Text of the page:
Every time bigotry is mentioned I remember a man pointing a finger at me and asking me an angry question. We — the angry man, a few colleagues and I — were sitting in a conference room, heatedly debating an advertising campaign. He was angry because he had become the butt of ridicule for something he had said earlier that day. Irked by our fits of laughter, he suddenly sprang to his feet and, pointing a shivering finger, yelled a question at me, which sounded more like an urgent demand than an angry question.
Call it a demand or a question, but it took everyone by surprise, because we were not yet a country that bared its religious fangs so easily and so openly. The change of power at the Centre would happen many years later and the same question would be asked so freely and frequently that it would eventually lose its ability to ruffle people.
The question that left a room full of people embarrassed was: “Why don’t you go to Pakistan?” And the man who had the nerve to ask it looked surprised that everyone in the room looked seriously hurt.
I was more surprised than hurt. I was surprised that it happened in a boardroom during a debate, not in an alley after a riot.
That day I read more than someone’s discomfort at my freedom to laugh at him; I read the first sign of a nation turning intolerant, of India turning against India.
I was too stunned to answer him, but I took consolation in the fact that every single person in that room was visibly upset by that question. The episode gave me some degree of heartbreak, but it also gave me the seed of a story which I later developed into a novel called Vanity Bagh.
This was not the only time I felt slighted just because a country called Pakistan existed across the border. Once, when a war between India and Pakistan looked imminent, the angry man casually threw another question at me. “If a war breaks out, will you support India or Pakistan?” It took me a while to realise that times had changed and the question was not being frowned upon like it was the last time. Instead, all eyes were on me. Everyone was waiting for my answer.
Time changes everything. But sadly, it doesn’t improve anything that is deeply rooted in religious sentiments. It only makes us islands of pettiness. Look how we celebrate every religious “victory” and lament every religious “setback” on social media. Every single day I am added to virtual communities that are set up to wage a war against the enemies of Islam.
Every day I unfriend and block people, leave and report groups, fight and be ridiculed by so-called crusaders. Not infrequently some of my Facebook “friends” remind me that I owe my writing career to my religion because all my stories are about Islam and it would be ungrateful on my part to remain an atheist. How I want to tell each of them that my most cherished memories of Id are of the frugal meals an impoverished Hindu family cooked for me in my days of penury in Hyderabad. I would hungrily wolf down the Id feast they cooked for me in the open and served me in their one-room house.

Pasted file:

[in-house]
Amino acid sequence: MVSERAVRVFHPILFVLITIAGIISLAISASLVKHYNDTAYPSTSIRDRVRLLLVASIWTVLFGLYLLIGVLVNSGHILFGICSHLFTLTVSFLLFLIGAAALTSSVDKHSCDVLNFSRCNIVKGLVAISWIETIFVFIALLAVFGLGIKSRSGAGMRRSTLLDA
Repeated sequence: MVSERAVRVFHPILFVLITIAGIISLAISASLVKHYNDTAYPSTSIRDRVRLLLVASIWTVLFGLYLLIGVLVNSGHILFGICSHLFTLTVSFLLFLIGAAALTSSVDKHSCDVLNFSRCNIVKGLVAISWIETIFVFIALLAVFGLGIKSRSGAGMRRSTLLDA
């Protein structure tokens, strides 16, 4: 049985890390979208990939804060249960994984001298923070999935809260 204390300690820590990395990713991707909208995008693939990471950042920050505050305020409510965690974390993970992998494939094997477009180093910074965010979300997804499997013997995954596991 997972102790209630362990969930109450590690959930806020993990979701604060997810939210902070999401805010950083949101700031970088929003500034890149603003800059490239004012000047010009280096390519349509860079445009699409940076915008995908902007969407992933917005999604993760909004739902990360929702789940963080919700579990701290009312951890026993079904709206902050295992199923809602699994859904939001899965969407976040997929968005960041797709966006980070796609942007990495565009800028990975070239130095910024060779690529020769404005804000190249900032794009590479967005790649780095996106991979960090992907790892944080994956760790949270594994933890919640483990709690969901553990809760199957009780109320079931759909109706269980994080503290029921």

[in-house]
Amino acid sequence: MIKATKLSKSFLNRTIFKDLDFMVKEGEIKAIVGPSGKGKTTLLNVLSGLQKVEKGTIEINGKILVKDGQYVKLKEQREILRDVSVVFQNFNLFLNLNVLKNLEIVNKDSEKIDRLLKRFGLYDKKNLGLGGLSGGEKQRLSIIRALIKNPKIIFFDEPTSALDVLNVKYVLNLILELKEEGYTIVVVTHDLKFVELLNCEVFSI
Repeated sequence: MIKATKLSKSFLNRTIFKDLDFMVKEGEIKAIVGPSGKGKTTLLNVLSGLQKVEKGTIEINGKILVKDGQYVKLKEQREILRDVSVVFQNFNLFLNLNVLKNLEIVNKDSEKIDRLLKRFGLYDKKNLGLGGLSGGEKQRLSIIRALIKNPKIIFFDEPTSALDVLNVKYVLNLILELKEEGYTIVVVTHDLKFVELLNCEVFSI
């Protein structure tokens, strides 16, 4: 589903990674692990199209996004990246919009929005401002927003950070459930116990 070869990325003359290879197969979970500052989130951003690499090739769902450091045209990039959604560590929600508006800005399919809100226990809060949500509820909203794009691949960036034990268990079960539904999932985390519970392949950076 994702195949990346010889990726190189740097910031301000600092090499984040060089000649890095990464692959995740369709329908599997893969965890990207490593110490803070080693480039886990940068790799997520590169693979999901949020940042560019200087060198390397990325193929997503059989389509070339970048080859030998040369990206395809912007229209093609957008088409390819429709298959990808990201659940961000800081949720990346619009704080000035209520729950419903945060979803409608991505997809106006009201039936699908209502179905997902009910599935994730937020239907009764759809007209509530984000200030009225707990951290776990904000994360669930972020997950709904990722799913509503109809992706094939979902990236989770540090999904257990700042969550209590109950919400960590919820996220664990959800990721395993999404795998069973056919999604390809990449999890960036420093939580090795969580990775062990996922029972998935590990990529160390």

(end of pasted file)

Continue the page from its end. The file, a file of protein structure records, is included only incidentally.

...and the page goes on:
That is probably why the much-celebrated stories on social media of how temples holding iftar parties and mosques doing something equivalent hardly touch me. To me, they are all as badly scripted as an average Bollywood movie.
In this fast-changing, fast-deteriorating world, the misfortune of being a victim of bigotry follows me everywhere. Last year in Athens, I chanced upon an American couple who were apparently lost in the meandering alleyways of Plaka district and were searching for a way out of the maze. I went up to them with directions to the nearest metro station, but the moment I opened my mouth the man shooed me away. Later that night I ran into him in the hotel lift and he apologised to me for mistaking me for a Syrian migrant earlier that day. Europe is full of them, he said. That is why Europe is in a soup. The US is better insulated against the menace.
All said and done, it is easy to become petty-minded and self-centred. I remember how the girl I was once deeply in love with caught me unawares with just one question. We were sitting in a park and suddenly the muezzin’s call started. She hastened to cover her head and stayed silent until the azan lasted while I smirked at her exaggerated air of devotion.
When the azan ended she asked me casually, “If I were from another religion, would you have converted if my family insisted?”
“Oh yes,” I said. “Of course.”
“Really? But you always say you don’t have a religion.”
The author is a school dropout who went on to become a writer. He burst on to the literary scene in 2012 with The Vicks Mango Tree and since then, every work that he has come up with has made a splash and won awards. His latest, The Small Town Sea, is also making waves.